President lunches with scholars
President Sterritt lunches with new 'science/data' scholars
Three Saint Michael’s College students who recently received so-called S-Stem scholarships to encourage their combined study of science with a computational or quantitative concentration met together as a cohort for the first time Thursday during an informal luncheon with Saint Michael’s President Lorraine Sterritt in the Green Mountain Dining Room.
It was the first visible campus activity relating to a major National Science Foundation Grant of nearly $1 million that the College received last summer. The three scholarship students dining and chatting with President Sterritt Thursday were Marlynn Serwili, a sophomore biology major from South Burlington, VT; Kira Cogger ’19, a senior neuroscience major from Sheffield, VT; and Owen Sanborn ‘20, a junior biology major from Gilmanton, NH. Faculty advisers from the College’s NSF grant advisory team were Declan McCabe (biology) and Brett Findley (chemistry).
McCabe said eligible students for the scholarship were identified earlier this academic year based on their interest in majors or concentrations that combine science and computation, combined with financial-aid considerations. “We wanted to give them to hard-working and deserving students who we selected from among those eligible based on what we knew about them as students,” he said
The selection was made by faculty who are directing the grant’s implementation on campus: Jo Ellis-Monaghan (mathematics/statistics) and Greta Pangborn (computer science), Bret R. Findley (chemistry), Declan J. McCabe (biology), Michael Larsen (mathematics and statistics) and Mark Lubkowitz (biology).
McCabe that instead of having a single adviser as most students do, these scholarship students will have an adviser “from both sides, computation and science—so each will be advised by faculty from math, statistics, computer science and data science on the one side, and from biology, biochemistry/chemistry/environmental science and neuroscience on the other.”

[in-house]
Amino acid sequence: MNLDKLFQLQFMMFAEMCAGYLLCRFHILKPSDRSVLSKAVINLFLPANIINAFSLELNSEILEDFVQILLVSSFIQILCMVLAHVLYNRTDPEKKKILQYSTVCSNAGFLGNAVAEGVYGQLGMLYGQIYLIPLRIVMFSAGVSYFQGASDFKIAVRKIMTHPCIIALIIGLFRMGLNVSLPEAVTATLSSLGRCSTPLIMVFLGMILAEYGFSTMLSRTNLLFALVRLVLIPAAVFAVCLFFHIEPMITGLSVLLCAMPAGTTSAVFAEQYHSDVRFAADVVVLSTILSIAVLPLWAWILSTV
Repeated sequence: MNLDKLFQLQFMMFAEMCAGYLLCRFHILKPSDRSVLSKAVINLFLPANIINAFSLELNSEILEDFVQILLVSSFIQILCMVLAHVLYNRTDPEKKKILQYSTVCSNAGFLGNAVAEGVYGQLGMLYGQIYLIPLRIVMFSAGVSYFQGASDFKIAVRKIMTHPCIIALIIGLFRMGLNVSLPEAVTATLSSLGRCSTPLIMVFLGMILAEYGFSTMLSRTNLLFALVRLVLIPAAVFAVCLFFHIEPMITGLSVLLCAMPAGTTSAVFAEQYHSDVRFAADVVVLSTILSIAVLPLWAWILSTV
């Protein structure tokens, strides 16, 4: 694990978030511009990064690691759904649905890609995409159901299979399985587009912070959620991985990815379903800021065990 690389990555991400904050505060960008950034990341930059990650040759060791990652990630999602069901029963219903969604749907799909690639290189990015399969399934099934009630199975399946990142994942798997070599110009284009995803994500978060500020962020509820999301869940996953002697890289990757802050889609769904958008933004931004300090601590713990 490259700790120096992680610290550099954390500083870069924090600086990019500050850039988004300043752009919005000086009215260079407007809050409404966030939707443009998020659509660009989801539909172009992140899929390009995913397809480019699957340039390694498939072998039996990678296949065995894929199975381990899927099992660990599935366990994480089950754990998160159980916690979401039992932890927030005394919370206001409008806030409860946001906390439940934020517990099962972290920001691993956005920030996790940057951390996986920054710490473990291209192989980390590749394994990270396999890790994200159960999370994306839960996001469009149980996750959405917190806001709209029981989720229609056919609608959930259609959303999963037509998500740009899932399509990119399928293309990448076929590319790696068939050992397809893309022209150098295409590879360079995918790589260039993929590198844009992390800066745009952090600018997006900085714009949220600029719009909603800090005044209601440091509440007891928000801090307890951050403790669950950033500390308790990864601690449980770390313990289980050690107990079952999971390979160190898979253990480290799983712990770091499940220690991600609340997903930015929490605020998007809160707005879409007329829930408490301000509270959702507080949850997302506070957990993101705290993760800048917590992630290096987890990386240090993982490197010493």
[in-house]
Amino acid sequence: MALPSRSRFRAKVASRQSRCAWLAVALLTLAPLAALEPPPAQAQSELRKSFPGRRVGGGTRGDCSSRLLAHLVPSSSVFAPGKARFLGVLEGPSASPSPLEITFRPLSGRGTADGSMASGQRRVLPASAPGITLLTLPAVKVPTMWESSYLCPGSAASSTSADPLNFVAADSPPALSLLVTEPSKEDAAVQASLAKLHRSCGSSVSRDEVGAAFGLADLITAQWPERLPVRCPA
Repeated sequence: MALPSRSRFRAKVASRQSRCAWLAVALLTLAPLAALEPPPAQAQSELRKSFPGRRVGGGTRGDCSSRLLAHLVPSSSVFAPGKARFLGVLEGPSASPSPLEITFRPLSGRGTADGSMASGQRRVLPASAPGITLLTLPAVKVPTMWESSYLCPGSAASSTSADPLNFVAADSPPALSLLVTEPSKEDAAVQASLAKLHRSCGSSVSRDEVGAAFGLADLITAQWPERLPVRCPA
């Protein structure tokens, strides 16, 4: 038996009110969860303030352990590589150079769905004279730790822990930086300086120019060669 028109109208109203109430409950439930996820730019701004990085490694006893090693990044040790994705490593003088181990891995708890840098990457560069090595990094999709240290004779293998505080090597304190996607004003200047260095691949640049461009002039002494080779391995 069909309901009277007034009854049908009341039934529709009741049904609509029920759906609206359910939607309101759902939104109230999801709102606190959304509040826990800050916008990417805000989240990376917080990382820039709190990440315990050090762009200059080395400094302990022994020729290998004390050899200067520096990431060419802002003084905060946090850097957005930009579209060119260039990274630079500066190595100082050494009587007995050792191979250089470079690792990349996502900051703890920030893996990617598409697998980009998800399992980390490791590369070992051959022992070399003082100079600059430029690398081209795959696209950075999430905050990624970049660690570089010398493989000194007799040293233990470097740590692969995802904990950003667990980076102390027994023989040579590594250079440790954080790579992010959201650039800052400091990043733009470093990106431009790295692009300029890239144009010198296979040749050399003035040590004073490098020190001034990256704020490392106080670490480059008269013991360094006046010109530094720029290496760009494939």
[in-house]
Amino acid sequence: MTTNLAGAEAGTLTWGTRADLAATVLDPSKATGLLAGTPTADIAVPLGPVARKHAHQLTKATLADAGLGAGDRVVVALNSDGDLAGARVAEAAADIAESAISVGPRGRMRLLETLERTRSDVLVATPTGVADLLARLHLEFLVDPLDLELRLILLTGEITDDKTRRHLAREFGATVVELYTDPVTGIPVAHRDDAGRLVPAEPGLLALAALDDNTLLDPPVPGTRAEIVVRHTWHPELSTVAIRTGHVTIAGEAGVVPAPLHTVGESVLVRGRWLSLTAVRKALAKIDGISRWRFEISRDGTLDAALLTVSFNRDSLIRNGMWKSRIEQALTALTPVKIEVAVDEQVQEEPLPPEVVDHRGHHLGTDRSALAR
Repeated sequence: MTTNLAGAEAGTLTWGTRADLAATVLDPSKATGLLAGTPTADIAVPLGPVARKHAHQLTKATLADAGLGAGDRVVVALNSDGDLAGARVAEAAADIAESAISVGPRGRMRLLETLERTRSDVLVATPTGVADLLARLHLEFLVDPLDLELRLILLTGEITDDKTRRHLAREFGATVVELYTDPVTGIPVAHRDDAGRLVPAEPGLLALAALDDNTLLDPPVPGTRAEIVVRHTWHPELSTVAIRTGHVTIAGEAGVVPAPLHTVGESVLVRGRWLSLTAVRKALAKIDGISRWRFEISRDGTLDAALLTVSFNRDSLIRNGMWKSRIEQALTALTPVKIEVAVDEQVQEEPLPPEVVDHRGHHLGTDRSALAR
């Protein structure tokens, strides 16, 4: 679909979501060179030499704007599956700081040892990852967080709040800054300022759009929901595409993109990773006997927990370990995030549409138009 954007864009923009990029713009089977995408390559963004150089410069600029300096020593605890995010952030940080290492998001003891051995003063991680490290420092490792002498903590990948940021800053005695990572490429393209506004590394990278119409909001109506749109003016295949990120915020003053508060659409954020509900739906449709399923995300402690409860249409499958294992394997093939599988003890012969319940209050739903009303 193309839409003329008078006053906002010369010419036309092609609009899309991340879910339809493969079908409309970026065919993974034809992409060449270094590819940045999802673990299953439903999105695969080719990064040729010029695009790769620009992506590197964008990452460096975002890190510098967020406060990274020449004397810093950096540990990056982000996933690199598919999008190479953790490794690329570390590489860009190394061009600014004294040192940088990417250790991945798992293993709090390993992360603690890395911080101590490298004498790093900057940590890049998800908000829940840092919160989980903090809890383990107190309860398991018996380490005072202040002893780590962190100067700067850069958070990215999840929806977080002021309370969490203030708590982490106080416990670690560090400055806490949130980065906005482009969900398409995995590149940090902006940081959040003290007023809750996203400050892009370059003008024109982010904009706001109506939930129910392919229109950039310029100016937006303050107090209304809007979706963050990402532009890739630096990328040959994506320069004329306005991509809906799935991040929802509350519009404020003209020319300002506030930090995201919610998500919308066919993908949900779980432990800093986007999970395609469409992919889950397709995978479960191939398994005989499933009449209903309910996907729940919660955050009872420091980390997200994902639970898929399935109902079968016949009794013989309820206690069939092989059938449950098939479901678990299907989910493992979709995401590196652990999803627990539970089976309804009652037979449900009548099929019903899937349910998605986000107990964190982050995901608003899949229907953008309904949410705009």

Serwili, Cogger and Sanborn will be invited to whatever activities the advisory group runs connected to the NSF grant, which will include alumni panels, outside speakers, regular “Math and Cookies” social meetings that might now more specifically focus on the intersection of science and math some of the time. “We’re trying to link departments better,” McCabe said.
A likely path for the scholarship winners after graduation might be graduate school in areas demanding combined computation and science skills — but the background supported by these funds will boost their job skills in general and provide a wider career choice, he said.
The S-Stem grant is a scholarship opportunity for students interested in a major/minor combination that includes a Life Science and a Computational (or Quantitative) subject; the students must also be academically strong, maintain at least 3.0 GPA, and have unmet financial need for the total cost of attending college as defined by the FASFA.
In August, Saint Michael’s College leaders learned that they would receive the largest scholarship grant in the College’s history from the National Science Foundation (NSF) to help faculty train more data-savvy scientists and science-savvy mathematicians, statisticians and computer scientists through scholarships, enrichment programs and new curriculum that connects disciplines better. These scholarships are part of that initiative.
The nearly $1 million has been awarded by the NSF to the faculty at the College from the departments of mathematics/statistics, biology, computer science and chemistry to fund a five-year project entitled “Developing a Life Sciences Workforce with Strong Quantitative Skills.” The major component of the grant funding is devoted to funding the scholarships. Other funds are for administrative tasks and programs, such as Thursday’s luncheon but also including alumni panels and guest speakers.
The grant specifically asks Saint Michael’s faculty leaders to hold cohort-forming activities. This recent lunch with the president, at her initiative and invitation. will be documented as such an activity, though that was not part of the overall plan written into the grant application initially, McCabe said.